Derelict fishing nets are a big marine debris problem. These nets can entangle wildlife, create major hazards to navigation, and can damage sensitive and important habitats. Unfortunately, they can also be difficult to address as they often have few identifying characteristics. This makes determining their source challenging and makes derelict nets difficult to track.
Derelict fishing nets are a particularly large problem in the Hawaiian archipelago, due to Hawaii’s geographic location in the North Pacific Gyre and Convergence Zone and the large amounts of fishing that occurs domestically and internationally in the Pacific. The North and East Coast shorelines of each Hawaiian Island are the most impacted, due to the northeast trade winds that blow this debris ashore. These nets may come from local origin or from far-off sources throughout the Pacific, but it’s difficult to tell without identifying markers such as a specific regional style (which can often be used to determine the general source of debris like derelict crab traps), serial numbers, or writing. Interestingly, Hawaii’s main commercial fishing industry is longline fishing targeting pelagic (open ocean) species, but the majority of the nets and ropes found in Hawaii are made of trawl or purse seine types, which suggests they are likely not of local origin.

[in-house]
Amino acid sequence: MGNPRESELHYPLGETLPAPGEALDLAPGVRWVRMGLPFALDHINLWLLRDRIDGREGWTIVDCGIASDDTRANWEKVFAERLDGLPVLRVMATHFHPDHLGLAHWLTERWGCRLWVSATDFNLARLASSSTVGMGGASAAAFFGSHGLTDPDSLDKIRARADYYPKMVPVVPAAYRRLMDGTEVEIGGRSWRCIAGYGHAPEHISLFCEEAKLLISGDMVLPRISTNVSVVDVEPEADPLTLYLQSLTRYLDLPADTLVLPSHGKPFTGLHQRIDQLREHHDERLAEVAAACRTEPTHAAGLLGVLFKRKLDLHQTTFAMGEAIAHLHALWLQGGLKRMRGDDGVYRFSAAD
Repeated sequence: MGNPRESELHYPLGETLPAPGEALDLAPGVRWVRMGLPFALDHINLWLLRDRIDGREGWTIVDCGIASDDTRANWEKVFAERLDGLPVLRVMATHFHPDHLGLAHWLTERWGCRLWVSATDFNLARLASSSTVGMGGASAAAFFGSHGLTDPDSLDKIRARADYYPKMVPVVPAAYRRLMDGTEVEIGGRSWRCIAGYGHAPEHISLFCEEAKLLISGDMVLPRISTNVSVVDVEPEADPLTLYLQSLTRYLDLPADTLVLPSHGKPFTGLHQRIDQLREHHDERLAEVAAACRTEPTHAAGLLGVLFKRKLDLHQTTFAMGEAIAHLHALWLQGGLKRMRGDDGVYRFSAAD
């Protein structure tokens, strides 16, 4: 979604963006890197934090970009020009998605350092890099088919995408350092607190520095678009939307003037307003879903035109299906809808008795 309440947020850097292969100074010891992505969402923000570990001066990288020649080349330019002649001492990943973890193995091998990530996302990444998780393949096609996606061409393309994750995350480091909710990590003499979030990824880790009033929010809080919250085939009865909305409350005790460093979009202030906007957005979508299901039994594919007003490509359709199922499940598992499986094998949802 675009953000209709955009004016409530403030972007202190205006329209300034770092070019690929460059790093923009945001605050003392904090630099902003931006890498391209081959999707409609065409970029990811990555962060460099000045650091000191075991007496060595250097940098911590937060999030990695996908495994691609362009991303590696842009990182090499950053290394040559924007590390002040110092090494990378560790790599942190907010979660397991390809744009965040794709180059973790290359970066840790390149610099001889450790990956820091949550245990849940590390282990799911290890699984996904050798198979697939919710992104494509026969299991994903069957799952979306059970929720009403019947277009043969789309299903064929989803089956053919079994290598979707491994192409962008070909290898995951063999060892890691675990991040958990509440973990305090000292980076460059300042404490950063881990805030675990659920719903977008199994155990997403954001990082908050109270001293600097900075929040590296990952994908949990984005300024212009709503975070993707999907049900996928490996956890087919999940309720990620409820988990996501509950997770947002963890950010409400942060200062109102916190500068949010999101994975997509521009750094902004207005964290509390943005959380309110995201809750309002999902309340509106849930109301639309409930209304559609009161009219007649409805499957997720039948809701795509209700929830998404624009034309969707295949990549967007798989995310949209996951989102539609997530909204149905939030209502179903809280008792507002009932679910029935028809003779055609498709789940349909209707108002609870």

No matter where these derelict nets hail from, they create a problem in this region that must be addressed. Prevention is the key to addressing marine debris, so raising awareness about the issue and educating fishermen is important. However, since the origin of most of these derelict nets is unknown and there are already many nets that litter Hawaiian shores, removal is also a very important part of solving the problem of derelict fishing nets. Recently, the NOAA Marine Debris Program (MDP) Pacific Islands Regional staff have received an increase in reports of huge derelict fishing net conglomerates, so removal efforts are particularly important.
There are currently many groups that are working to remove this debris, including the Hawai’i Wildlife Fund, which is leading net patrols and removing debris from over 200 miles of coastline on four different Hawaiian islands through a project recently funded by a MDP Community-based Marine Debris Removal Grant. Surfrider Kaua’i, previously funded by the MDP, is also active in conducting net patrols in Hawaii (check out the giant net they found!). In addition, there are numerous organizations performing beach cleanups in this area, including the State of Hawaii Department of Land and Natural Resources; these efforts have been an excellent example of the collaborative efforts put forth to implement the Hawai’i Marine Debris Action Plan. This removed debris is disposed of properly and when possible, and recycled through programs such as the Hawai’i Nets to Energy Program.
For more on derelict fishing nets in Hawaii, check out this 2014 interview with NOAA scientists.